In Face of Protests, Police Call Area Checkpoints a Success

Drivers will have to show identification to police before gaining permission to enter the Trinidad neighborhood.
Drivers will have to show identification to police before gaining permission to enter the Trinidad neighborhood. (By Marvin Joseph -- The Washington Post)
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By Keith L. Alexander and V. Dion Haynes
Washington Post Staff Writers
Sunday, June 8, 2008

D.C. police began checking drivers' IDs last night in a neighborhood that has been plagued by homicide, and although the policy found critics, among them at least one motorist, a police official said it went well.

"We did not hear any gunfire," said Assistant Police Chief Diane Groomes, expressing her belief that the program had satisfied one of its main goals: curbing the spate of shootings that has been troubling the Trinidad neighborhood and much of the surrounding Northeast Washington area.

Seeming less impressed by the procedure, Herbert Temoney, 50, a neighborhood resident, said police had been cordial when they stopped his car at Montello Avenue and Owen Place NE and questioned him.

But he was skeptical, stating that stopping motorists at checkpoints may not be an adequate response to the killings.

"I think it's a bit like closing the door after the horse got out," he said.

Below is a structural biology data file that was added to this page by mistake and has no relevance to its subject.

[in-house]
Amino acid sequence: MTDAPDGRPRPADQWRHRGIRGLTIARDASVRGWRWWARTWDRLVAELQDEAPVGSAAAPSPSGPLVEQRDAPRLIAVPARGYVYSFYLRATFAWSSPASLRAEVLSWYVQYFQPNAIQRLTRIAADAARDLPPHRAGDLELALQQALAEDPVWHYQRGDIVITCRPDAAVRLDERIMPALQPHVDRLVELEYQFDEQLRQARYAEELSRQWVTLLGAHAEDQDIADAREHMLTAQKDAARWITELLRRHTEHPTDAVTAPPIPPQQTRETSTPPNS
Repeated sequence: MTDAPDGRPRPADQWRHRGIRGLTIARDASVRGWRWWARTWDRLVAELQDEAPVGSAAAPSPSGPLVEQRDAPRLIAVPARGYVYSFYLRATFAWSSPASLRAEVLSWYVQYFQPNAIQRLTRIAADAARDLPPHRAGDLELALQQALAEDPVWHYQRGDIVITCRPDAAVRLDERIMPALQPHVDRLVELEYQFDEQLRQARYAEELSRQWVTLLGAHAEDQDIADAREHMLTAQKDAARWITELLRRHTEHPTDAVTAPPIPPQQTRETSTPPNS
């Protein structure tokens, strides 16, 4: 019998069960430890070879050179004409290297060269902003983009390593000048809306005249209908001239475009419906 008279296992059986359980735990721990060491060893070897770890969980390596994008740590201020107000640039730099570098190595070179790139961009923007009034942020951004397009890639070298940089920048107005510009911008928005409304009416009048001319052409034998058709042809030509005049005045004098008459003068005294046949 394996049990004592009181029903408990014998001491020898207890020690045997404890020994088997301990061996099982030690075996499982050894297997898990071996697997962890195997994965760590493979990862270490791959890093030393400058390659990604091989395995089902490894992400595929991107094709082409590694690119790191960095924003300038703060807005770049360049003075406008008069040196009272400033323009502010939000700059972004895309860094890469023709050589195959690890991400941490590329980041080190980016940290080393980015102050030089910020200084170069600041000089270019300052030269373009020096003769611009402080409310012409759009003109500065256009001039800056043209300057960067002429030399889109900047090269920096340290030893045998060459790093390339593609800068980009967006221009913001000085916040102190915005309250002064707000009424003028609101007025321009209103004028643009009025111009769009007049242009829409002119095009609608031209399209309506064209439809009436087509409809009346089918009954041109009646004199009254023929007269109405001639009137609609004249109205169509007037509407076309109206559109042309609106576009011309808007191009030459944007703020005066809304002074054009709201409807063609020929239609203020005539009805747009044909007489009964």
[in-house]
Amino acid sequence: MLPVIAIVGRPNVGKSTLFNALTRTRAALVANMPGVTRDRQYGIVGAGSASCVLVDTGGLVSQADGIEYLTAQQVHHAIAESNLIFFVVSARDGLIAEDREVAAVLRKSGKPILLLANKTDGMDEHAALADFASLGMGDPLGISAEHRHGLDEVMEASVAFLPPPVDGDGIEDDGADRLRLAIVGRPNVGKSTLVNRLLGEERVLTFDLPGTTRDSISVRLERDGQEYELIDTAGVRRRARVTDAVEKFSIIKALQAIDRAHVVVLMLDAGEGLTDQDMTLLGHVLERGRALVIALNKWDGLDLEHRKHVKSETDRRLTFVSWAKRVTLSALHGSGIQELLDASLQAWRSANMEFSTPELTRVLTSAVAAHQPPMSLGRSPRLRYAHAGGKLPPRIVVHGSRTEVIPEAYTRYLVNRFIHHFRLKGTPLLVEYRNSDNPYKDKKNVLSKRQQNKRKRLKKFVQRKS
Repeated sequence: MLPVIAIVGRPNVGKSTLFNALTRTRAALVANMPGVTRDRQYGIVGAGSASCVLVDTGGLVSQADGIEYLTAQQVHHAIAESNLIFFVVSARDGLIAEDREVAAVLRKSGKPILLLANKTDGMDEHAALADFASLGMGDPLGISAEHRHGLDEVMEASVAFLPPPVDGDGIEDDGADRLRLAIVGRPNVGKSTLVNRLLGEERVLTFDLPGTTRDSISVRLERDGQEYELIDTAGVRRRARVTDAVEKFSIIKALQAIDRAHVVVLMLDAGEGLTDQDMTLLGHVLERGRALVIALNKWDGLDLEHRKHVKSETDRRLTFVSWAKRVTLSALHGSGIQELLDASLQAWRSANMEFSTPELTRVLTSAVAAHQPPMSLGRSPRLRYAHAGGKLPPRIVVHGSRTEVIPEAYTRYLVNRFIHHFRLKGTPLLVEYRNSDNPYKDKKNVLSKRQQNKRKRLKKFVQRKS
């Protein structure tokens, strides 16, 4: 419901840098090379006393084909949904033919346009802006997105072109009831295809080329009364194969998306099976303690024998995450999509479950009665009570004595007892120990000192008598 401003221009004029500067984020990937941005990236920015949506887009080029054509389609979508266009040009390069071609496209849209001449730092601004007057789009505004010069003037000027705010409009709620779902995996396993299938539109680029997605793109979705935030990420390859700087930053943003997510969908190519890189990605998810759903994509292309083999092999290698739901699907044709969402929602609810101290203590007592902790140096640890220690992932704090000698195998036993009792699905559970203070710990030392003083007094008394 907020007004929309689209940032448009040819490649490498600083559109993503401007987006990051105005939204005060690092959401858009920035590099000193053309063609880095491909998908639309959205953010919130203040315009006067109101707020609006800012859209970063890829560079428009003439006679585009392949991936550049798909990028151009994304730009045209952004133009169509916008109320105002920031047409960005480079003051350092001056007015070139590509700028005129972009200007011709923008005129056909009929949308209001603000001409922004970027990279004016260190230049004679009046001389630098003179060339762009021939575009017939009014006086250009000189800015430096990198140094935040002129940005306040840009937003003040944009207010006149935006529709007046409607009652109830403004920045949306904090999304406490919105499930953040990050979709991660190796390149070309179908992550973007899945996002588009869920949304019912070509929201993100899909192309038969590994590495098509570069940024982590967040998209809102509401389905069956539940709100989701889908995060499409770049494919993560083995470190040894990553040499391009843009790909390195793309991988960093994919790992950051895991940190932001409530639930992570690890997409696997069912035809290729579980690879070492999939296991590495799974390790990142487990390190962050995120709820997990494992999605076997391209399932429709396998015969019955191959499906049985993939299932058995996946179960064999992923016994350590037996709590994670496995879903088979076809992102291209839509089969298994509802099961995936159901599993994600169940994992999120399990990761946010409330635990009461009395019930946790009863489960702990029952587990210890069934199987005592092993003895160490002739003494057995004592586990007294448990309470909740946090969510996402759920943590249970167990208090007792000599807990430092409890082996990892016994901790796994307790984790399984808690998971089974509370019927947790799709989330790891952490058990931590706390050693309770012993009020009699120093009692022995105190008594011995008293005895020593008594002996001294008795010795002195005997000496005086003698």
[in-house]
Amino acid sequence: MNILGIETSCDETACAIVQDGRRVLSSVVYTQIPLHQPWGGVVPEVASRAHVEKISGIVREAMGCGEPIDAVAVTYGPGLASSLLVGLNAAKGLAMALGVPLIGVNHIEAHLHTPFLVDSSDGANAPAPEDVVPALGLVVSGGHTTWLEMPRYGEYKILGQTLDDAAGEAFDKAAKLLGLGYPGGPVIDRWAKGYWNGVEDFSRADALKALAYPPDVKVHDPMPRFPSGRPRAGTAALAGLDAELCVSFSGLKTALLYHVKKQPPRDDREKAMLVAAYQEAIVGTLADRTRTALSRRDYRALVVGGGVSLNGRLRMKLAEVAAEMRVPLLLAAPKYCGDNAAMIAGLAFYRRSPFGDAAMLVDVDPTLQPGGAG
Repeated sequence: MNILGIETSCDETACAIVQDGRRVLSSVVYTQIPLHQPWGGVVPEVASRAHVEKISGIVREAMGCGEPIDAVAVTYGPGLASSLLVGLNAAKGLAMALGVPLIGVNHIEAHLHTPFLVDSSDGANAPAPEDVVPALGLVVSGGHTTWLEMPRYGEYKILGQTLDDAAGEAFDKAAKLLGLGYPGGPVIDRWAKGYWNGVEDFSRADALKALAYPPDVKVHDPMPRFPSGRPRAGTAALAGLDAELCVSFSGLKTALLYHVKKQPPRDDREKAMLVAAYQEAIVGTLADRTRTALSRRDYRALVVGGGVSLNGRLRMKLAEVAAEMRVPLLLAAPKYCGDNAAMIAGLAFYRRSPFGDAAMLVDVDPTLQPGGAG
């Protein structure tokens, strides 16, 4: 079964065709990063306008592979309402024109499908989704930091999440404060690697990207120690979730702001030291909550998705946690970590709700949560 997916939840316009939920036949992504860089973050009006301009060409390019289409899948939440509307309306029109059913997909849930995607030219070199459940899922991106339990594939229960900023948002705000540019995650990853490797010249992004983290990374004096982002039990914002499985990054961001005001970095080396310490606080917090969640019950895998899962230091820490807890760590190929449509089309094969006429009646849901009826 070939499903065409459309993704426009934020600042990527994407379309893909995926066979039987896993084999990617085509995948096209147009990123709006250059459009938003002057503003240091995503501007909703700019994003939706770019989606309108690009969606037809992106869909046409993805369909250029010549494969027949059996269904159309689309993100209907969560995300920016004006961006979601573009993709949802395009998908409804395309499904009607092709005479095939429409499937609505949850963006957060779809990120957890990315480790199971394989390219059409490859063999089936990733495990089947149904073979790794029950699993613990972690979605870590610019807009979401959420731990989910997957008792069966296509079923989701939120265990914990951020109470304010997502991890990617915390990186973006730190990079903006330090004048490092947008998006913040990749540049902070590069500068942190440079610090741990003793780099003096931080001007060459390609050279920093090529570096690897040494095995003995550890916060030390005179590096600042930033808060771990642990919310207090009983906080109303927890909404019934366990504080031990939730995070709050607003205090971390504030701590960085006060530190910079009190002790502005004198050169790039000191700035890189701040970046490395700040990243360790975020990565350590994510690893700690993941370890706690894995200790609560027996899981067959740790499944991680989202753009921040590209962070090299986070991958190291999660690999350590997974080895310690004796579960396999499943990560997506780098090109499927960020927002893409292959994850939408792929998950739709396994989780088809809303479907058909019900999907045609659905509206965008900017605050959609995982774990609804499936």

Earlier yesterday, before the traffic checks began, many people gathered to complain about the policy, which they said was another example of ineffective over-policing.

"They're out here putting tickets on cars of residents when they should be out here walking around getting to know the neighborhood and learning who lives here and who doesn't," said Diane Kemp, a 16-year resident of the area who was ticketed a few months ago.

"Now we have checkpoints, one more way of hurting those of us who live here."

Representatives of several civil and housing rights organizations protested the plan as they gathered in the 1400 block of Montello Avenue NE. Eleanor Johnson, of the D.C. Coalition for Housing Justice, said the police were "creating a police state."

"Neighborhood Safety Zone" signs were on light poles throughout the area. They warned: "Vehicles entering this area are subject to stop. Operators must provide identification."

About 15 demonstrators decried the checkpoints, saying they violate the residents' rights. "Trinidad, yes; Baghdad, no!" they yelled. "Don't turn Trinidad into Baghdad!"

Mark Thompson, chairman of the District's NAACP Metropolitan Police and Criminal Justice Review Task Force, said residents of the neighborhood should have had an opportunity to weigh in.

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